The dream is there, and the intention is real—you want to teach English abroad. As you sit in your old familiar bedroom, this sounds like a perfect plan. Anywhere in the world would be amazing. But even if you have a certain country in mind, chances are you are picturing a work environment similar to one you’ve worked in from the past, with kids the way you know them to act, and a boss that holds the same values you do. But it turns out, there are strange curveballs that emanate from every country depending on the culture, region, and/or religion. And it could make or break your experience if you don’t plan ahead. Here are four employer differences to expect when teaching English abroad.
1. Holidays and Sick Days
As an English teacher, you’ll get a certain amount of set days off dependent on a school schedule. Is teaching year round? Are hours during the day? Each country might have a different amount of national holidays, school hours, or set vacation days that they are expecting you to work. In many Asian countries, you are expected to show up even on your sick days, where in many European countries that is generally frowned upon (if it’s dangerous to the children you’ll be interacting with). I personally was shocked to find that holidays in South Korea weren’t automatically relegated to Mondays or Fridays in order to make a three day weekend–they followed the phases of the moon, so there were random Tuesdays or Thursdays off.
Knowing these details before you go in will allow you to be your most professional, with a good idea of what’s ahead. It may sound unimportant before you go, but after you’ve landed, unpacked, and adjusted to everyday life it’s important not to feel trapped by a schedule that your employer just assumed you’d agreed to because it’s apart of his or her culture.
Pro Tip: Research the country’s national public holidays before you go so you’ll have a good idea of the days off you can likely expect.
Not sure where to teach English abroad? Download our free Country Comparison Chart!
Compare salaries, cost of living, benefits, contract length and more for 60 of the most popular countries to teach English abroad.
Just because a place is hot, doesn’t mean you can wear an outfit to go with it. Egypt, Dubai, Thailand, and many more places will offer a stricter dress code for men and women. While some may be obvious (especially for women), others might not say outright what is appropriate, and you’ll have to judge by reactions of your peers. This might be unpleasant for some, and things like transportation and classroom amenities (air-conditioning, potable water) might become a lot more important a lot more quickly. Don’t ignore the problem—you’re not going to change the world. It’s more important you respect cultures when you are simply a visitor.
Pro Tip: Plan and pack for a business casual work place, and if you find out later your work place is more casual than business, it’s easy to adjust.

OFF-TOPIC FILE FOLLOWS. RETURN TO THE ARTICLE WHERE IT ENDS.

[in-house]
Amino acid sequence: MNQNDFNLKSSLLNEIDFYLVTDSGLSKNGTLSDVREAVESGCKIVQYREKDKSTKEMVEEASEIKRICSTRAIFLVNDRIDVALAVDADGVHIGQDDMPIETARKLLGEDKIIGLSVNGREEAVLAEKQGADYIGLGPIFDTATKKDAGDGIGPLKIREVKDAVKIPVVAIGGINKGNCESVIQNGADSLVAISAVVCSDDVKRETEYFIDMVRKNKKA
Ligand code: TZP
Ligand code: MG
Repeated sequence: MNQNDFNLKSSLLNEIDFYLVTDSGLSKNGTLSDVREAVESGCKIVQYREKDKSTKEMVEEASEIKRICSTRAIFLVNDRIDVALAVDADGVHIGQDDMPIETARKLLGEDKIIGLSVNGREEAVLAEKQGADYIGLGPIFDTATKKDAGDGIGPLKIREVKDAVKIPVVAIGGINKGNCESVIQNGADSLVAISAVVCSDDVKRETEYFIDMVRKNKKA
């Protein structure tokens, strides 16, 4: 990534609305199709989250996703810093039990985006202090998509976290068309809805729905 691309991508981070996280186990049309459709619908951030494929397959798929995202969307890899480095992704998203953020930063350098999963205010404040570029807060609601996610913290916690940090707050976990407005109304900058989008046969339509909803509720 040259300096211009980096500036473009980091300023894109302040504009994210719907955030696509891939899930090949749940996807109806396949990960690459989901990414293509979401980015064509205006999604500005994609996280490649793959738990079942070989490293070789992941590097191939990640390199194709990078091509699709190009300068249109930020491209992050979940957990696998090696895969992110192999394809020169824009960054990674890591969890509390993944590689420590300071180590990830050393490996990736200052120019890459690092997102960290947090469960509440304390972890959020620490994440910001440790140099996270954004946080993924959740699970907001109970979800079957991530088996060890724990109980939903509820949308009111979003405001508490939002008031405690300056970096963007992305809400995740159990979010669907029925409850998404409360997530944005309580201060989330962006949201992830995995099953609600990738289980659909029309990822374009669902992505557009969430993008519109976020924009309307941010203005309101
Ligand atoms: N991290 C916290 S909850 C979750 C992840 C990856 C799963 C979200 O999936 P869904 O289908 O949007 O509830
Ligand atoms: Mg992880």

3. The Interview
Most employers are very aware that their ideal candidate is from a different country than the so they won’t expect you to be a master of their country’s manners, but the interview process might vary a bit depending on where you go. China and Japan know that they are located far from many English speakers, and use technology to vet out, interview, and hire their teachers. Places in Central America, on the other hand, prefer to meet face to face and it may take a flight (or an onsite TEFL course like ours in Costa Rica, Guatemala, and Peru with job placement support) before a accepting a job offer.
Then there’s the cultural differences. In Australia, it’s not necessarily derogatory to call a woman “sweetheart” or “darling”. In Russia, it is not common for first time greetings to start with smiles and a relaxed vibe. Most Russians are firm, serious, and formal at first. In Thailand, you’ll greet elders with a wai, a formal greeting that differs greatly from the American handshake. What’s important is that you take the time to not only research what to expect, but to make sure it’s something you’re comfortable adapting to in the name of new experiences.
Pro Tip: Research the traditional greeting and how to say hello before your interview, and you’ll instantly wow your employer!
At the end of the day, it’s up to you to push for what you and your employer agreed upon. But, that’s not possible for things like method of payment, provided housing, unpaid work (like lesson preparation), and more if you’ve never actually discussed it. Small issues that seem so distant from your living room back home can escalate quickly when in a new country, starting a new job, with new coworkers and possibly a new language. When I landed in South Korea, I was put in traditional housing (older, heated floors, no air-conditioning system) while all my coworkers were put in a brand new high-rise. I loved my traditional housing, but it was a surprise that others could have dealt with better if they had asked beforehand.
Pro tip: Once there’s a problem, it’s difficult to go above your manager, so get as much information as you can ahead of time.
Cultures around the world vary, for a myriad of reasons. Getting a job is always about the details. If you are getting a new job in a new culture, you will benefit from the time you take doing research. In the end, if you know what to expect, your experience will be a great one for both you, the employee, and your employer.
Words by Brianna Stimpson.